273 F2d 779 West v. Drytrans Incorporated the Catherine

273 F.2d 779

Marshall R. WEST, Appellant,
DRYTRANS, INCORPORATED, a corporation, owner and/or Bareboat Charterer of THE Steamship CATHERINE, Appellee.

No. 7909.

United States Court of Appeals Fourth Circuit.

Argued October 19, 1959.

Decided January 4, 1960.

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Guy E. Daugherty, Norfolk, Va. (Howell, Anninos & Daugherty, Norfolk, Va., on the brief), for appellant.


Charles F. Tucker, Norfolk, Va. (Vandeventer, Black & Meredith, Norfolk, Va., on the brief), for appellee.


Before SOBELOFF, Chief Judge, HAYNSWORTH, Circuit Judge, and BUTLER, District Judge.


BUTLER, District Judge.


The appellant filed a libel in admiralty in the United States District Court for the Eastern District of Virginia, Norfolk Division, seeking damages for an injury to the middle finger of his right hand, alleging that his injury was caused by the unseaworthiness of the S. S. Catherine and the negligence of the appellee's agents, servants and employees. The appellant also seeks damages for aggravation of his injury because of improper treatment, and an allowance for maintenance and cure during the period of disability. The District Court dismissed the libel on the ground that the libellant had failed to carry the burden of proof as to any of the alleged causes of action.


It appears from the evidence that the appellant, at the time of his injury on September 1, 1955, was a member of the Merchant Marine of the United States and was employed aboard the S. S. Catherine in the capacity of a wiper. The vessel was owned and operated by the appellee. While the vessel was at the United States Army Base in Jersey City, New Jersey, the appellant and the first assistant engineer were engaged in lowering a roll of wire mesh through a ventilator from the boat deck to the engine room. The roll of wire was approximately the same diameter as the ventilator shaft. As the roll of wire passed through the ventilator opening, appellant's finger was injured when it was caught between the roll of wire and the ventilator sill.


It is appellant's version of the occurrence that he and the assistant engineer, with the aid of two other seamen, forced the roll of wire, weighing approximately 150 pounds, through the ventilator opening. After the roll of wire cleared the opening two of the men went below deck. A rope attached to the roll of wire led across the sill of the ventilator and was held by the appellant, who was standing with his hands very close to the ventilator sill. The assistant engineer who was behind the appellant was also holding the rope. The end of the rope was free and was not tied to any ship structure. As the appellant and the assistant engineer began to lower the wire by "letting off" on the rope, the assistant engineer let off the rope too fast and the appellant's right hand was dragged over the sill of the ventilator and the middle finger of his right hand was pinned between the rope and the sill. Appellant contends that the ventilator was unseaworthy for the purpose for which it was then being used.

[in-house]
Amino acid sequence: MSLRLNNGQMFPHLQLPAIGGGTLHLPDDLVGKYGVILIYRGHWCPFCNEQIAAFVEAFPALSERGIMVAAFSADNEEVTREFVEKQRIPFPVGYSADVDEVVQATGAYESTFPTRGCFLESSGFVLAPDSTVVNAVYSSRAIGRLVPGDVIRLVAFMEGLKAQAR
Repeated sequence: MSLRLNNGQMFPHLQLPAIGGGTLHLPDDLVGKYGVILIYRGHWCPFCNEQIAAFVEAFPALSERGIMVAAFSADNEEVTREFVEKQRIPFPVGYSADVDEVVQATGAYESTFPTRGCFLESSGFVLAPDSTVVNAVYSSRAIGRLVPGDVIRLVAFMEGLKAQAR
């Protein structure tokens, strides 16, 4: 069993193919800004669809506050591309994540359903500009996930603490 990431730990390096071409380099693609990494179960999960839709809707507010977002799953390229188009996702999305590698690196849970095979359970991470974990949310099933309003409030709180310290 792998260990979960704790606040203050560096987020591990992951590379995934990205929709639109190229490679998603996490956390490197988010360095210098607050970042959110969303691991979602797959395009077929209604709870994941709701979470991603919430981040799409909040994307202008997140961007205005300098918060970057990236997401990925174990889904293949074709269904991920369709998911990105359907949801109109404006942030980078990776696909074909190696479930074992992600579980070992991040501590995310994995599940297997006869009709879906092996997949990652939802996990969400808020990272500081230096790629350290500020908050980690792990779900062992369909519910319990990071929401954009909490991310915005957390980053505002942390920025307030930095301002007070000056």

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It is appellee's version of the occurrence that the rope attached to the roll of wire was secured by means of several turns around some structure of the ship where it was snubbed, but with sufficient slack in the line to enable the roll to pass through the ventilator opening. As the roll of wire was being pushed through the ventilator opening by the appellant and the first assistant engineer, the middle finger of the appellant's right hand was caught between the roll of wire and the edge of the opening, causing the injury complained of.


The appellant introduced evidence in support of his allegations that his injured finger was improperly treated. He testified that following the injury he soaked his finger in hot solutions as instructed by the ship's medical officer, and was required to stand his regular watches as a wiper.


He offered medical testimony tending to show that the failure to immobilize the finger and the treatment prescribed aggravated the injury and extended the period of disability.


The appellee, on the other hand, contends that the injury did not disable appellant to such an extent that he required the services of a physician; that appellant did not request that he be relieved from duty, and that he did not perform any work which impeded his recovery.


The evidence of the libellant and the respondent was in conflict upon every material question of fact. The District Court found upon competent evidence: (1) that there was no negligence on the part of respondent which caused or contributed to libellant's injury; (2) that libellant's injury was not caused or contributed to by any unseaworthiness of the S. S. Catherine, its appurtenances or appliances; (3) that libellant was not entitled to further maintenance and cure, and (4) that libellant was not entitled to damages for improper treatment. Upon these findings, the Court's ruling with respect to the application of the Jones Act becomes immaterial.


The appellant has failed to show that the findings of the Court below are clearly erroneous. McAllister v. United States, 348 U.S. 19, 75 S.Ct. 6, 99 L.Ed. 20.